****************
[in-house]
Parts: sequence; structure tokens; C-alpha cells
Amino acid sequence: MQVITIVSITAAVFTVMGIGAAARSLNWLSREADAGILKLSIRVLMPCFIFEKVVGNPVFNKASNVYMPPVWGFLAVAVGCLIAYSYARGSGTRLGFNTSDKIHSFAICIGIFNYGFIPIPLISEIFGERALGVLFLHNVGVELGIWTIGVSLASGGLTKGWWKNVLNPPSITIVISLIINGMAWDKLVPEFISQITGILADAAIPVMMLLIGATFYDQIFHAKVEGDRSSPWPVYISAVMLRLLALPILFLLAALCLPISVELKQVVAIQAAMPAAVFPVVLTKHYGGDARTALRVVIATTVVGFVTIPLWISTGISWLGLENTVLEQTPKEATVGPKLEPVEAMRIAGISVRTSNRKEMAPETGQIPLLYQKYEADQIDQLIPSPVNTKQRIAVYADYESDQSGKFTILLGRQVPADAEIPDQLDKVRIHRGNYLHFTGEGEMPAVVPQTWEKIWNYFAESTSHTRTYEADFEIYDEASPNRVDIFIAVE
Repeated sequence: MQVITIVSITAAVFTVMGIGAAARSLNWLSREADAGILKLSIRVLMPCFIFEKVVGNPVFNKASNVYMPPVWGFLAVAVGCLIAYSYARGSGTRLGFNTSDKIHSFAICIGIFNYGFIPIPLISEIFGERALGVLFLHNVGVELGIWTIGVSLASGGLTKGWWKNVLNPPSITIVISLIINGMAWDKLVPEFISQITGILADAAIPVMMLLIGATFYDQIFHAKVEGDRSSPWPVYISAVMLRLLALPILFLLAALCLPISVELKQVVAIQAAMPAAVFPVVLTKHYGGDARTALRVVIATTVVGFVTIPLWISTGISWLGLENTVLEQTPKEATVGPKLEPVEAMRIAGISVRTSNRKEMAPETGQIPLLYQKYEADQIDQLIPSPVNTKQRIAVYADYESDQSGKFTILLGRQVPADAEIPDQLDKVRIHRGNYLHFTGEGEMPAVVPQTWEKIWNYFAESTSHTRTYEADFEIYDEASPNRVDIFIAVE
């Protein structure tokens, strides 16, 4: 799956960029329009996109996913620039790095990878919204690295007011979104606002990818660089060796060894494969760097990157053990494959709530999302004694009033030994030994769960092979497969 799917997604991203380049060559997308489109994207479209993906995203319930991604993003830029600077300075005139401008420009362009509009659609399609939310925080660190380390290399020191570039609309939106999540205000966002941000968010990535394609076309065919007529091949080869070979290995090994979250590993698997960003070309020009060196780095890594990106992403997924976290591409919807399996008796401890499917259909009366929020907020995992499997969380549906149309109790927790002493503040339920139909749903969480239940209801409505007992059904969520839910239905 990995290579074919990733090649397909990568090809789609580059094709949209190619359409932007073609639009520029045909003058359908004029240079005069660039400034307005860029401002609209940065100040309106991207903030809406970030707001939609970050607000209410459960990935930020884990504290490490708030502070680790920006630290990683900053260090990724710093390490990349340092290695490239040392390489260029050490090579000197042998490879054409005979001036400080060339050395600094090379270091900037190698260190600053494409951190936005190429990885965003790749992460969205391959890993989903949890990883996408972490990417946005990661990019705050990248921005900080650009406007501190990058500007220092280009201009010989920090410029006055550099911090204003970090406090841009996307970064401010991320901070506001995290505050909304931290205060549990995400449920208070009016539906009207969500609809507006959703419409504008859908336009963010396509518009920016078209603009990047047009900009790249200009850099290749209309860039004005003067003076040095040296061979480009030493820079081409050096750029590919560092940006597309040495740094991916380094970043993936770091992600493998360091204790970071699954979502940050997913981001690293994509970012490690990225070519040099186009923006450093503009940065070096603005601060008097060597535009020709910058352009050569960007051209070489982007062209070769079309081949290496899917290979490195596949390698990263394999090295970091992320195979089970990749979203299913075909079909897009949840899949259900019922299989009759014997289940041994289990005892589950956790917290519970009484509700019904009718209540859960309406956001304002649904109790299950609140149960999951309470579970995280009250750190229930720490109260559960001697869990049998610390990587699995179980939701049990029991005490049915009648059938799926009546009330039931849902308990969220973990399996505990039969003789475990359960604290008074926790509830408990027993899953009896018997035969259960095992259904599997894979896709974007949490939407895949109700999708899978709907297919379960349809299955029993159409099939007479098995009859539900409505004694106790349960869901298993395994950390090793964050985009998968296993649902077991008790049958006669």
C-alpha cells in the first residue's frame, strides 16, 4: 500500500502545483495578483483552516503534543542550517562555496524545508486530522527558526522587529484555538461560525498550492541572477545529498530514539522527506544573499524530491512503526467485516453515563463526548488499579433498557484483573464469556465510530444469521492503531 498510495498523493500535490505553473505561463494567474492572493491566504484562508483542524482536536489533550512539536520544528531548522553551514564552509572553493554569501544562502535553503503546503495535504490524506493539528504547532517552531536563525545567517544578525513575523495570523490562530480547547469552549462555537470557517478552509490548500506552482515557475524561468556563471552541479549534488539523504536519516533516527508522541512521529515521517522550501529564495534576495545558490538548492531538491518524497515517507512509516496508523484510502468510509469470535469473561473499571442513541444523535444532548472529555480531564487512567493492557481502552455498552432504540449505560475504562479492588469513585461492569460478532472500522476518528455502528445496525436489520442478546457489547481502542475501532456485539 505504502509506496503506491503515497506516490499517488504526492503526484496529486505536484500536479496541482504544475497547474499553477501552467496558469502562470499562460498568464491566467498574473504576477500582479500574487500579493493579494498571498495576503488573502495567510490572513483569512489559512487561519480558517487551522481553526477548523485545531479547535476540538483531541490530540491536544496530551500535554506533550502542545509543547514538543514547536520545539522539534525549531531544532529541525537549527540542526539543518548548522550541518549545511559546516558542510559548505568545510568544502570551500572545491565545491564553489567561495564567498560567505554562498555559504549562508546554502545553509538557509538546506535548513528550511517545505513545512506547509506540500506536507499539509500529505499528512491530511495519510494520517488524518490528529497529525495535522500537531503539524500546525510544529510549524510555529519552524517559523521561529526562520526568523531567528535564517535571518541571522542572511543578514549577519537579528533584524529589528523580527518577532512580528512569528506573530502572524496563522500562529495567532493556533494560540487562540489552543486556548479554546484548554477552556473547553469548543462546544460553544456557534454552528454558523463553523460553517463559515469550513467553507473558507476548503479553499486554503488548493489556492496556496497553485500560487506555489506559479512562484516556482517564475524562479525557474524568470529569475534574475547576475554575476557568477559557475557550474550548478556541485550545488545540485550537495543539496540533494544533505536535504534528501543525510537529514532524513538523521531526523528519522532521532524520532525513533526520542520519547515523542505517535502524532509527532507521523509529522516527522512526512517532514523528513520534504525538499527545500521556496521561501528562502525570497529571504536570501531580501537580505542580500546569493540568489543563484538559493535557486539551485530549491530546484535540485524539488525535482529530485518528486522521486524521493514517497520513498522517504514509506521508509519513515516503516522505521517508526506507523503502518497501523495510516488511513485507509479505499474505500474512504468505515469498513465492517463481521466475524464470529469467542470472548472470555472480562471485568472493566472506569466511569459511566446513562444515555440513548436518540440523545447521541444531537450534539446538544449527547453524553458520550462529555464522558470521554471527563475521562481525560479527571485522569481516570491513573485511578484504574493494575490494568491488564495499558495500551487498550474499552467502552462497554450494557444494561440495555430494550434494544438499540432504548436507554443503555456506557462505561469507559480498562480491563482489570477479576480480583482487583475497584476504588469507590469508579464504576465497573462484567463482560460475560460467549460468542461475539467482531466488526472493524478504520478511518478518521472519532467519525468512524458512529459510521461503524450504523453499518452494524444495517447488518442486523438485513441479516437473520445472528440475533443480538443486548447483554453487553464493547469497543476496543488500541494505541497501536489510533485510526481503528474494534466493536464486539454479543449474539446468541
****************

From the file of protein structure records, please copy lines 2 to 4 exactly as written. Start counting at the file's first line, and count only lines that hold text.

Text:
Parts: sequence; structure tokens; C-alpha cells
Amino acid sequence: MQVITIVSITAAVFTVMGIGAAARSLNWLSREADAGILKLSIRVLMPCFIFEKVVGNPVFNKASNVYMPPVWGFLAVAVGCLIAYSYARGSGTRLGFNTSDKIHSFAICIGIFNYGFIPIPLISEIFGERALGVLFLHNVGVELGIWTIGVSLASGGLTKGWWKNVLNPPSITIVISLIINGMAWDKLVPEFISQITGILADAAIPVMMLLIGATFYDQIFHAKVEGDRSSPWPVYISAVMLRLLALPILFLLAALCLPISVELKQVVAIQAAMPAAVFPVVLTKHYGGDARTALRVVIATTVVGFVTIPLWISTGISWLGLENTVLEQTPKEATVGPKLEPVEAMRIAGISVRTSNRKEMAPETGQIPLLYQKYEADQIDQLIPSPVNTKQRIAVYADYESDQSGKFTILLGRQVPADAEIPDQLDKVRIHRGNYLHFTGEGEMPAVVPQTWEKIWNYFAESTSHTRTYEADFEIYDEASPNRVDIFIAVE
Repeated sequence: MQVITIVSITAAVFTVMGIGAAARSLNWLSREADAGILKLSIRVLMPCFIFEKVVGNPVFNKASNVYMPPVWGFLAVAVGCLIAYSYARGSGTRLGFNTSDKIHSFAICIGIFNYGFIPIPLISEIFGERALGVLFLHNVGVELGIWTIGVSLASGGLTKGWWKNVLNPPSITIVISLIINGMAWDKLVPEFISQITGILADAAIPVMMLLIGATFYDQIFHAKVEGDRSSPWPVYISAVMLRLLALPILFLLAALCLPISVELKQVVAIQAAMPAAVFPVVLTKHYGGDARTALRVVIATTVVGFVTIPLWISTGISWLGLENTVLEQTPKEATVGPKLEPVEAMRIAGISVRTSNRKEMAPETGQIPLLYQKYEADQIDQLIPSPVNTKQRIAVYADYESDQSGKFTILLGRQVPADAEIPDQLDKVRIHRGNYLHFTGEGEMPAVVPQTWEKIWNYFAESTSHTRTYEADFEIYDEASPNRVDIFIAVE